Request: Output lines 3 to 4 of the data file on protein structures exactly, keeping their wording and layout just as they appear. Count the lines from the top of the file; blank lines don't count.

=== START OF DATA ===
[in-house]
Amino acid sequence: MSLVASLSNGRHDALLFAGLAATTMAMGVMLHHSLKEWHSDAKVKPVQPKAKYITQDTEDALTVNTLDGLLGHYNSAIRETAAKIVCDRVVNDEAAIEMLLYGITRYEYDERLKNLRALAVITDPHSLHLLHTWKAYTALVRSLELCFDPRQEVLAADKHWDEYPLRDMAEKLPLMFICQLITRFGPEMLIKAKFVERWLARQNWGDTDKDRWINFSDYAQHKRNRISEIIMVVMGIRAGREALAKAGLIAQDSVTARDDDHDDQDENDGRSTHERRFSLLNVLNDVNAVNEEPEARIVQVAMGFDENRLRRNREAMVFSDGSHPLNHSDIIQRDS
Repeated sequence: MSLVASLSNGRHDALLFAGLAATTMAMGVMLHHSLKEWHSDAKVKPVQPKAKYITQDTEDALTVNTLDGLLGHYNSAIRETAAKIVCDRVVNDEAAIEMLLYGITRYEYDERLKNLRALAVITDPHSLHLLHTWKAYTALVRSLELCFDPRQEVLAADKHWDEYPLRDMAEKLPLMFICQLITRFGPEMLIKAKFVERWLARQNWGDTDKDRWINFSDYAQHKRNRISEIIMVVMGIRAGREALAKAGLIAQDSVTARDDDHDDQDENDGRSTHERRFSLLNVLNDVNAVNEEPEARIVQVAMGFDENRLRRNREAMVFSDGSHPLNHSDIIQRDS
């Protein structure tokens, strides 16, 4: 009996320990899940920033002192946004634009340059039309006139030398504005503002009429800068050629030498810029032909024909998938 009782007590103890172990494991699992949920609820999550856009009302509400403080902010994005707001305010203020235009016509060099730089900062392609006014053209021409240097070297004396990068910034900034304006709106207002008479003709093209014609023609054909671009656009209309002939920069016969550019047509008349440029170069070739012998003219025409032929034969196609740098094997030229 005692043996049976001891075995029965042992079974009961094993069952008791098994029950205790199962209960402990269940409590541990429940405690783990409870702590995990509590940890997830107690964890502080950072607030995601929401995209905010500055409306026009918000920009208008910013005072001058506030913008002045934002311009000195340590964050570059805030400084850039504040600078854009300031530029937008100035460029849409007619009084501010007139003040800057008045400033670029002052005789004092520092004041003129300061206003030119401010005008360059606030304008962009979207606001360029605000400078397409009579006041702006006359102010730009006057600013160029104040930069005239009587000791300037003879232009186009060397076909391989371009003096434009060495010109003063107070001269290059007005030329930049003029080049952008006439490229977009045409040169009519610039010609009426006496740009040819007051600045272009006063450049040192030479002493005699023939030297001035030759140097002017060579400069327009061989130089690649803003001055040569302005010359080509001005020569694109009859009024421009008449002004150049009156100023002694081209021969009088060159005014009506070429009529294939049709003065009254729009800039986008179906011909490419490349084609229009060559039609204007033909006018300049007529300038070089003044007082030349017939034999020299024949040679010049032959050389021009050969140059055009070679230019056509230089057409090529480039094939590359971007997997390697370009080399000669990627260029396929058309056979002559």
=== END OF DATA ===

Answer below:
Repeated sequence: MSLVASLSNGRHDALLFAGLAATTMAMGVMLHHSLKEWHSDAKVKPVQPKAKYITQDTEDALTVNTLDGLLGHYNSAIRETAAKIVCDRVVNDEAAIEMLLYGITRYEYDERLKNLRALAVITDPHSLHLLHTWKAYTALVRSLELCFDPRQEVLAADKHWDEYPLRDMAEKLPLMFICQLITRFGPEMLIKAKFVERWLARQNWGDTDKDRWINFSDYAQHKRNRISEIIMVVMGIRAGREALAKAGLIAQDSVTARDDDHDDQDENDGRSTHERRFSLLNVLNDVNAVNEEPEARIVQVAMGFDENRLRRNREAMVFSDGSHPLNHSDIIQRDS
């Protein structure tokens, strides 16, 4: 009996320990899940920033002192946004634009340059039309006139030398504005503002009429800068050629030498810029032909024909998938 009782007590103890172990494991699992949920609820999550856009009302509400403080902010994005707001305010203020235009016509060099730089900062392609006014053209021409240097070297004396990068910034900034304006709106207002008479003709093209014609023609054909671009656009209309002939920069016969550019047509008349440029170069070739012998003219025409032929034969196609740098094997030229 005692043996049976001891075995029965042992079974009961094993069952008791098994029950205790199962209960402990269940409590541990429940405690783990409870702590995990509590940890997830107690964890502080950072607030995601929401995209905010500055409306026009918000920009208008910013005072001058506030913008002045934002311009000195340590964050570059805030400084850039504040600078854009300031530029937008100035460029849409007619009084501010007139003040800057008045400033670029002052005789004092520092004041003129300061206003030119401010005008360059606030304008962009979207606001360029605000400078397409009579006041702006006359102010730009006057600013160029104040930069005239009587000791300037003879232009186009060397076909391989371009003096434009060495010109003063107070001269290059007005030329930049003029080049952008006439490229977009045409040169009519610039010609009426006496740009040819007051600045272009006063450049040192030479002493005699023939030297001035030759140097002017060579400069327009061989130089690649803003001055040569302005010359080509001005020569694109009859009024421009008449002004150049009156100023002694081209021969009088060159005014009506070429009529294939049709003065009254729009800039986008179906011909490419490349084609229009060559039609204007033909006018300049007529300038070089003044007082030349017939034999020299024949040679010049032959050389021009050969140059055009070679230019056509230089057409090529480039094939590359971007997997390697370009080399000669990627260029396929058309056979002559």